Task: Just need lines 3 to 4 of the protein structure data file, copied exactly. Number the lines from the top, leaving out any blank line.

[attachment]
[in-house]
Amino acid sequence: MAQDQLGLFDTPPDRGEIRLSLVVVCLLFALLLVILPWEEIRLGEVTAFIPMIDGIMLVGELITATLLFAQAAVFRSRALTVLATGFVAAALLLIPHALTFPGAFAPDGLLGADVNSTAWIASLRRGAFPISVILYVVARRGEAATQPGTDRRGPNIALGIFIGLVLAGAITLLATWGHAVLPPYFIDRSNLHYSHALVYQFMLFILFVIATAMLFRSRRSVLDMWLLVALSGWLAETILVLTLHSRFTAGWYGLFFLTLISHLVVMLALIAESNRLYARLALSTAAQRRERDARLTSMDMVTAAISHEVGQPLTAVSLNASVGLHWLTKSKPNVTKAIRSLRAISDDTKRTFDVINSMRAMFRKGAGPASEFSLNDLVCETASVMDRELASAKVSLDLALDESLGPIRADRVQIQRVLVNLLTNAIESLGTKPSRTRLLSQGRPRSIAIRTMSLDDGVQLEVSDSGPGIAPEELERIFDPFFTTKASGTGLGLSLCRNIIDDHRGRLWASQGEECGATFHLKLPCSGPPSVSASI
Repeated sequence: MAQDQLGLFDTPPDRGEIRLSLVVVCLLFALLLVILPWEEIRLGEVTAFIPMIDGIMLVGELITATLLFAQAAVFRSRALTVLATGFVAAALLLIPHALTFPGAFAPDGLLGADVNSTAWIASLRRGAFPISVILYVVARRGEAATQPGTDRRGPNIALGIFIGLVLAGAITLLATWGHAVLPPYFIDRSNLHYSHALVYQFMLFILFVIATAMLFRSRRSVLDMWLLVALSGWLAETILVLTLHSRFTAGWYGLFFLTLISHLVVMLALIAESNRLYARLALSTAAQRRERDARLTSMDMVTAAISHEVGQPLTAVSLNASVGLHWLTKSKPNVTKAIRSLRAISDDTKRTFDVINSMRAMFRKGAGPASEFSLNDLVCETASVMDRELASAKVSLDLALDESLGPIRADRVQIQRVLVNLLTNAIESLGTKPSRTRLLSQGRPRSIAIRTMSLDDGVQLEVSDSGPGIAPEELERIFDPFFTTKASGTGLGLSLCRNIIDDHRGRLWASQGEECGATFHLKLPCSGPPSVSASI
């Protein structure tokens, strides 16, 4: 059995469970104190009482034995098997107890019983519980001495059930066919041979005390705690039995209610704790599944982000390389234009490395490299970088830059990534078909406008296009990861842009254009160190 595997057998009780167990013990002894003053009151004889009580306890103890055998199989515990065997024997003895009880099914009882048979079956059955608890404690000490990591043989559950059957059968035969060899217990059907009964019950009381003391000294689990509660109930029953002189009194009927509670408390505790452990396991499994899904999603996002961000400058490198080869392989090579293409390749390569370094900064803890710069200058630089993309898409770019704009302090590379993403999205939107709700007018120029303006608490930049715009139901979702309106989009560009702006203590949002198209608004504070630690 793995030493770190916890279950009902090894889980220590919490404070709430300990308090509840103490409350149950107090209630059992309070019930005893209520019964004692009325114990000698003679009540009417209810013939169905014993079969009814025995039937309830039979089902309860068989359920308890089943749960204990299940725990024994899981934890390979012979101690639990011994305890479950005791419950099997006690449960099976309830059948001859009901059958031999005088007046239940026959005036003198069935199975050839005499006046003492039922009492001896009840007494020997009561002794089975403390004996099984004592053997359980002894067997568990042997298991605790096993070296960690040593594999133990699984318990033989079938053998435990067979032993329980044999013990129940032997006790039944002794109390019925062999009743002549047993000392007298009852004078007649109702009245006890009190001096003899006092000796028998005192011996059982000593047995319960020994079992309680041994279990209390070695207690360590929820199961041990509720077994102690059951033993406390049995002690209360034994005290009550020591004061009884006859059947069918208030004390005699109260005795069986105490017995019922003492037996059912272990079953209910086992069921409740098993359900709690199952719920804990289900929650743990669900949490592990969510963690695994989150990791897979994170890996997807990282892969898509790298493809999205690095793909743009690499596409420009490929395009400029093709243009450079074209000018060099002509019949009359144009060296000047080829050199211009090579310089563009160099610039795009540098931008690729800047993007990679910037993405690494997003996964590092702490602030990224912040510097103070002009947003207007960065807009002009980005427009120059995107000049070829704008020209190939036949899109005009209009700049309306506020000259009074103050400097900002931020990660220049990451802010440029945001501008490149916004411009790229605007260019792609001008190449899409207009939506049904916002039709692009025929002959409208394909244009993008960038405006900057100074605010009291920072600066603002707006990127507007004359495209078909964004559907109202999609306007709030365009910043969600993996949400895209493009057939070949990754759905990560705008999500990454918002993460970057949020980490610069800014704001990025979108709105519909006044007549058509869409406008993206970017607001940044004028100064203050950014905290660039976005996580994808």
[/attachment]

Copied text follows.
Repeated sequence: MAQDQLGLFDTPPDRGEIRLSLVVVCLLFALLLVILPWEEIRLGEVTAFIPMIDGIMLVGELITATLLFAQAAVFRSRALTVLATGFVAAALLLIPHALTFPGAFAPDGLLGADVNSTAWIASLRRGAFPISVILYVVARRGEAATQPGTDRRGPNIALGIFIGLVLAGAITLLATWGHAVLPPYFIDRSNLHYSHALVYQFMLFILFVIATAMLFRSRRSVLDMWLLVALSGWLAETILVLTLHSRFTAGWYGLFFLTLISHLVVMLALIAESNRLYARLALSTAAQRRERDARLTSMDMVTAAISHEVGQPLTAVSLNASVGLHWLTKSKPNVTKAIRSLRAISDDTKRTFDVINSMRAMFRKGAGPASEFSLNDLVCETASVMDRELASAKVSLDLALDESLGPIRADRVQIQRVLVNLLTNAIESLGTKPSRTRLLSQGRPRSIAIRTMSLDDGVQLEVSDSGPGIAPEELERIFDPFFTTKASGTGLGLSLCRNIIDDHRGRLWASQGEECGATFHLKLPCSGPPSVSASI
């Protein structure tokens, strides 16, 4: 059995469970104190009482034995098997107890019983519980001495059930066919041979005390705690039995209610704790599944982000390389234009490395490299970088830059990534078909406008296009990861842009254009160190 595997057998009780167990013990002894003053009151004889009580306890103890055998199989515990065997024997003895009880099914009882048979079956059955608890404690000490990591043989559950059957059968035969060899217990059907009964019950009381003391000294689990509660109930029953002189009194009927509670408390505790452990396991499994899904999603996002961000400058490198080869392989090579293409390749390569370094900064803890710069200058630089993309898409770019704009302090590379993403999205939107709700007018120029303006608490930049715009139901979702309106989009560009702006203590949002198209608004504070630690 793995030493770190916890279950009902090894889980220590919490404070709430300990308090509840103490409350149950107090209630059992309070019930005893209520019964004692009325114990000698003679009540009417209810013939169905014993079969009814025995039937309830039979089902309860068989359920308890089943749960204990299940725990024994899981934890390979012979101690639990011994305890479950005791419950099997006690449960099976309830059948001859009901059958031999005088007046239940026959005036003198069935199975050839005499006046003492039922009492001896009840007494020997009561002794089975403390004996099984004592053997359980002894067997568990042997298991605790096993070296960690040593594999133990699984318990033989079938053998435990067979032993329980044999013990129940032997006790039944002794109390019925062999009743002549047993000392007298009852004078007649109702009245006890009190001096003899006092000796028998005192011996059982000593047995319960020994079992309680041994279990209390070695207690360590929820199961041990509720077994102690059951033993406390049995002690209360034994005290009550020591004061009884006859059947069918208030004390005699109260005795069986105490017995019922003492037996059912272990079953209910086992069921409740098993359900709690199952719920804990289900929650743990669900949490592990969510963690695994989150990791897979994170890996997807990282892969898509790298493809999205690095793909743009690499596409420009490929395009400029093709243009450079074209000018060099002509019949009359144009060296000047080829050199211009090579310089563009160099610039795009540098931008690729800047993007990679910037993405690494997003996964590092702490602030990224912040510097103070002009947003207007960065807009002009980005427009120059995107000049070829704008020209190939036949899109005009209009700049309306506020000259009074103050400097900002931020990660220049990451802010440029945001501008490149916004411009790229605007260019792609001008190449899409207009939506049904916002039709692009025929002959409208394909244009993008960038405006900057100074605010009291920072600066603002707006990127507007004359495209078909964004559907109202999609306007709030365009910043969600993996949400895209493009057939070949990754759905990560705008999500990454918002993460970057949020980490610069800014704001990025979108709105519909006044007549058509869409406008993206970017607001940044004028100064203050950014905290660039976005996580994808």